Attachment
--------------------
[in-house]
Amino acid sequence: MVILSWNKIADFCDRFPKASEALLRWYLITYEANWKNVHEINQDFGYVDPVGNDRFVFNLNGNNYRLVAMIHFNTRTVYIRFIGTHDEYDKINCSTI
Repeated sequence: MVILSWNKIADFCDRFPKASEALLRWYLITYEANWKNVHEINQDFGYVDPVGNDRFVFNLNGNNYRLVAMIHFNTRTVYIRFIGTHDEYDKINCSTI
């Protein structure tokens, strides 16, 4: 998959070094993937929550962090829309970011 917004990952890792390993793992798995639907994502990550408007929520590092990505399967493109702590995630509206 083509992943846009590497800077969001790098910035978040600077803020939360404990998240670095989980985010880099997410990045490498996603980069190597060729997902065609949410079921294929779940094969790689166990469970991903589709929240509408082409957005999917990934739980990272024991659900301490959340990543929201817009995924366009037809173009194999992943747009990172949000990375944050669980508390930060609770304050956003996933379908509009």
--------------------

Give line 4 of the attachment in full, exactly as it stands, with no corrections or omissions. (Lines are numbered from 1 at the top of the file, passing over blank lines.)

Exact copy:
């Protein structure tokens, strides 16, 4: 998959070094993937929550962090829309970011 917004990952890792390993793992798995639907994502990550408007929520590092990505399967493109702590995630509206 083509992943846009590497800077969001790098910035978040600077803020939360404990998240670095989980985010880099997410990045490498996603980069190597060729997902065609949410079921294929779940094969790689166990469970991903589709929240509408082409957005999917990934739980990272024991659900301490959340990543929201817009995924366009037809173009194999992943747009990172949000990375944050669980508390930060609770304050956003996933379908509009």